Do you still think that the Internet and the access to information is free of charge?

The art residency Next Things 2014 is awarded to Sam Kronic’s proposal to creatively alter the data flow that we receive through the wi-fi routers.

Published: Apr 21, 2014
Do you still think that the Internet and the access to information is free of charge?

One of the routers re-designed following the proposal of The Consortium for Slower Internet. Foto: Courtesy of the artist

By Marta Lorenzo Jaudenes, (@MartaLorenzoJ) My Art Diary

In a society where technology gurus forecast the arrival of a fourth great digital revolution driven by the growth of the so-called internet of things, we must take some time to reflect upon how it would impact our everyday life like, for example, tv or digital photography once did. The debate is not far from us, as last February the Mobile World Congress was celebrated in Barcelona and there it was forecasted that the social impact of the Internet of things would be ten times greater than the impact that Internet itself had.

Internet in things is as simple as equipping with technology and communication objects of our everyday life, for example, our refrigerator, that would tell us whenever we are out of a certain food that we had chosen as if it were an alarm. The top one of “objectification” is led by the famous Google glasses, whose prototype was sold last week in just one day in the United States, in order for its fans to try them on, or rather based on the will of the Internet giant to know into detail the experience expected by its users.

Internet en las cosas

Example of Internet in things. Picture: www.enriquedans.com

This challenge of combining art and technology, giving freedom to artists to explore the huge potential of open hardware technologies, results in the call Next Things 2014, organised jointly by Telefónica I+D and LABoral. In his third call, the artist, designer and technologist Sam Kronick has been chosen winner among 31 candidates. He is already at LABoral starting his 6-month art residency, two of them at the Centre and the remaining four at the headquarters of Telefónica I+D in Barcelona. This year, participants where requested to explore the implications, compilations, use and dissemination of personal data, from the point of view of M2M and of the Internet of things. The winner project is related with the latter.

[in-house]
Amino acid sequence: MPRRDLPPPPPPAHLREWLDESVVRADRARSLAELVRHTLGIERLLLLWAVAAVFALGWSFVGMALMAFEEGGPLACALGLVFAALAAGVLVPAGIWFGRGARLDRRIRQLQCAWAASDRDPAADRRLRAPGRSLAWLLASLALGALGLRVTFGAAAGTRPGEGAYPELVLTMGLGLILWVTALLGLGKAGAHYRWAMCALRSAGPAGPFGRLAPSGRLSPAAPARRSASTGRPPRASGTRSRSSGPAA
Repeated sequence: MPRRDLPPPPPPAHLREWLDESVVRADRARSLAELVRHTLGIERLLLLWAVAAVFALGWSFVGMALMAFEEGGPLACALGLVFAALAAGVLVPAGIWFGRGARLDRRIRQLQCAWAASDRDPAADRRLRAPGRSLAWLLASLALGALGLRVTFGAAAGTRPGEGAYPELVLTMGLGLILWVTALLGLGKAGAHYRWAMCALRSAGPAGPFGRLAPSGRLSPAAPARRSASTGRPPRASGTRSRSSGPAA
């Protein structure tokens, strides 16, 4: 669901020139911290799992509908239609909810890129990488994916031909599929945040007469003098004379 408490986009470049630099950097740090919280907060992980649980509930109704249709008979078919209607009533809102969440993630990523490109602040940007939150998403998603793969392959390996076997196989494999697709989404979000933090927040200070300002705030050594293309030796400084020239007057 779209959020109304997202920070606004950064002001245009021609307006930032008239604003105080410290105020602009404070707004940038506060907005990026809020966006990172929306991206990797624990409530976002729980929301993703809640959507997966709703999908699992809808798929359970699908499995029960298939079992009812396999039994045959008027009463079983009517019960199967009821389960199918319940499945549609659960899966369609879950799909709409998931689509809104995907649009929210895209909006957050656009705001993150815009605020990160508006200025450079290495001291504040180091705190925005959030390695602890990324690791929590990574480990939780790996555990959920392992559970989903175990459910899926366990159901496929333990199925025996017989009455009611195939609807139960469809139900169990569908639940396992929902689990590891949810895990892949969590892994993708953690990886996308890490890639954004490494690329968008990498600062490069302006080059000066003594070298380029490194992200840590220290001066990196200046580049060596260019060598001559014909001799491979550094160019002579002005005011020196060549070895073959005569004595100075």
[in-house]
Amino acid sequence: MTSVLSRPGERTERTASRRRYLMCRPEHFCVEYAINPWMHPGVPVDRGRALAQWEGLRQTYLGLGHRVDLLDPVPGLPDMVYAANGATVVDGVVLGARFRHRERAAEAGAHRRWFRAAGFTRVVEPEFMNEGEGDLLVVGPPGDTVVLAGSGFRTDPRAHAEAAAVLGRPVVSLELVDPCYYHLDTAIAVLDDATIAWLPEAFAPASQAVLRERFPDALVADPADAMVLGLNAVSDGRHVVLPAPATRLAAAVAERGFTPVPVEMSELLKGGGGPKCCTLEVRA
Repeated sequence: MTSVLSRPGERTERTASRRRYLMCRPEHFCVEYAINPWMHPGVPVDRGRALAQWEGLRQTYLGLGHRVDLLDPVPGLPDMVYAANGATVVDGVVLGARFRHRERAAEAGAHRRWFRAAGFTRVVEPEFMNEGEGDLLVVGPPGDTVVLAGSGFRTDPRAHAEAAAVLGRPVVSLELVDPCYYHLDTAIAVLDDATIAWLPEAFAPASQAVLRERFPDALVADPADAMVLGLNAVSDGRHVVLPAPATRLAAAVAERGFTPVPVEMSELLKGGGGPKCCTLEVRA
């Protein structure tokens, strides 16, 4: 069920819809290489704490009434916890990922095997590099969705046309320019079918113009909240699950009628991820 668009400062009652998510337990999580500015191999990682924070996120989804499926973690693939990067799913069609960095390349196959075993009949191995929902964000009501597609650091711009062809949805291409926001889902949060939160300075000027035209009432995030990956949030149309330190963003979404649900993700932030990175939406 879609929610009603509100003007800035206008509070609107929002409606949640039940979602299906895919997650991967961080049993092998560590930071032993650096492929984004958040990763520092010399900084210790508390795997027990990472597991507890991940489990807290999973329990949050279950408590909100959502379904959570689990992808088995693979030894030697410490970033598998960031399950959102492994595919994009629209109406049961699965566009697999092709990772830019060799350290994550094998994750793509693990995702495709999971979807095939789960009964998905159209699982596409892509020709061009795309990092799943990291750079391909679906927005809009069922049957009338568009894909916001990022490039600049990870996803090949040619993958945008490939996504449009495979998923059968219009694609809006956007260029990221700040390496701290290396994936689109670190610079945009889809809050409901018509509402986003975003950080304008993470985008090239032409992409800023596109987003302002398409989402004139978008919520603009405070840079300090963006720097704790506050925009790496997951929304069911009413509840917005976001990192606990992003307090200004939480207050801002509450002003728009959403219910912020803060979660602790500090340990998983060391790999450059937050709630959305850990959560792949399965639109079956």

The proposal of this artist, trained in Art and Architecture in Engineering at Massachussets Institute of Technology (MIT), bears the title Slow Internet Café and proposes to alter the information of a series of wi-fi routers with a firmware that catches the information flow and changes the way we would normally see it on the Internet, i.e., apparently free.

Actually, according to the research of 2013 by the EMC, 40% of the data obtained in the network needed some kind of protection but, only 20% were actually protected. In other words, are we aware of the great flow of personal information that we give away with just one click, for example, when accepting geolocation and free wi-fi connections? Facebook, Apple or Google are just some examples of how the Internet is not free, and neither does it serve only its original purpose, communicating, but rather it conceals an infrastructure that we see as something familiar just because we have it at home, like the wi-fi router. What if we would be the ones that re-programmed this infrastructure at will? We must not forget that the one that controls the infrastructure, controls also the information flow or currently, Big Data. Sam Kronick proposes to alter the router not only at logical level, but also at physical level, turning its housing into an appealing object to be showcased in our homes. This last action was already started with its series The Cybernetic Meadow Collection where he would take technological elements, like in the picture below where three seeming stones concealed three USB memories. The idea behind this is, as indicated, to deprive technology of its very physical essence to identify it with our traditional environment and make it less invasive.